Warning! This song may cause ear worm… but it’s funny in a sick and twisted way.
Warning! This song may cause ear worm… but it’s funny in a sick and twisted way.
A new article about the Path Of The Pronghorn in the Billings Gazette indicates that the fabled Teton herd is suffering losses due to gas drilling on their winter range in the Upper Green River Basin. Marla and I made a trip to Pinedale in December to document the “Mule Deer Crash” of the Pinedale herd. Pronghorn disperse throughout the basin and depend heavily upon windswept slopes to survive the harsh winter. There’s no denying that the decision to drill on critical winter range for both mule deer and pronghorn is heavily impacting both species. Is it worth risking extinction of pronghorn in a National Park?
Pasque Flower Bloom, Mount Galbraith Park, Jefferson County, Colorado
The second driest winter on record is turning into the driest spring anyone on the Front Range can remember. Wildflowers are wilting as soon as they bloom and last year’s tall grass is ready to burst into the next out of control wildfire emergency. But if we set aside negativity and look for what’s right, maybe even look closer than usual, we may find all sorts of beauty. I walked Mount Galbraith this morning, a foothills trail of average beauty by Colorado standards (yes, we’re spoiled) while looking for pasque flowers that were starting to bloom a little over a week ago. Today, this perrenial of the buttercup family were wilting and turning to seed, save for a few that still looked pretty with their pale purple, white, and gold stamens. I laid on my belly, sprawled out across the trail and forgot about everything while making a few macro shots. Macro is like that, any chance of success demands our full attention. (more…)
Sage Sparrow in Wyoming Big Sagrebrush , Gunnison Basin, Colorado
Last may I went out with Dr. Patrick Magee of Western State College in Gunnison to walk a transect and document songbirds. We were near Parlin in a plot marked for the transect, where Pat walks in a pattern and notes every songbird positively identified by sight or sound. It’s one of the many locations in the Basin where sage treatments have been done to improve habitat for endangered Gunnsion sage grouse and obligate species. A variety of techniques are used; including discing, chemical treatments, and re-seeding. The area has a lot of small or dying old sage, with blotches of bare ground, void of necessary native grass and forbs. There are also signs of recovery, with new sagebrush emerging. Cheat grass hasn’t taken hold here, a good sign. We were looking and listening for Brewer’s sparrow, sage thrasher, green-tailed towhee, and sage sparrow, rare for Gunnison Basin. In fact, Pat had just located a sage sparrow nest in 2009, the first positive ID of the bird at the eastern end of their range. I’d been playing songs from the Cornell Itunes “album” and familiarizing myself with the four birdsongs, and quickly recognized the run-on blather of sage thrashers to the north. Green-tailed towhee’s sang from a high perch on the few junipers, and Brewer’s sparrow blasted from across the sage, pausing long enough to sing beautifully in defense of territory. Just when Pat was describing the sage sparrow discovery, he paused for the beep…beep-beep of a male sage sparrow, maybe 50 yards to the east. We couldn’t see him, but we had positive identification. (more…)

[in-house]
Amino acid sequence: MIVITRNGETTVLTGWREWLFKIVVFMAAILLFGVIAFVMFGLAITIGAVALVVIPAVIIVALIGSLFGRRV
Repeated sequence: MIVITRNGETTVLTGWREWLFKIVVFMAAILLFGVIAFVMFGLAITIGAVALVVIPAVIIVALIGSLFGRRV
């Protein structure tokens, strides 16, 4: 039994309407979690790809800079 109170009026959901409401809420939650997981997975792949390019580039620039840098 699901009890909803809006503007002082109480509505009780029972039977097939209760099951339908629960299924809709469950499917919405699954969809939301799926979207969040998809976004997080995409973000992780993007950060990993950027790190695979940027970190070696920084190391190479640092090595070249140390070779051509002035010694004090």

Rocky Mountain Arsenal National Wildlife Refuge is ready to unveil their new LEED Gold visitor center, with the official opening slated for May 21. Volunteers were invited to tour the VC last night, so Marla and I jumped at the chance. I was commissioned to create two huge murals for the exhibits and was happy to see that they look as good as I had hoped.
The first thing visitors will see when they arrive is this bison exhibit with my 11 x 26 foot mural as the backdrop. I stitched together 12 vertical images to make this gigantic panorama. (more…)
Questar Gas Rig and Fracking Pond on the Pinedale Anticline, Pinedale Mule Deer Winter Range. Sublette County, WY
It seems people everywhere are questioning what’s in the “proprietary” hydraulic fracturing compounds that gas companies are pumping into the earth across the U.S. Wyoming stands alone as the most progressive state on this matter, requiring energy companies to disclose the chemistry of their fracking fluid, cancer causing chemicals and all. The rest of the states are hiding behind the “Halliburton Loophole“, Dick Cheney’s lasting gift to the American people. This article, “Truth Comes Out On Fracking Toxins” is one of the more comprehensively damning pieces about “earth fucking” that I’ve seen.
Maybe we’re resigned to gas rigs blanketing the U.S, but you’d think we could at least regulate the industry and know what chemicals to look for in our ground water. Tell your elected officials that you want natural gas drilling regulated, by clicking on this NRDC link then clicking on Yellowstone/Greater Rockies. Thanks for adding your voice!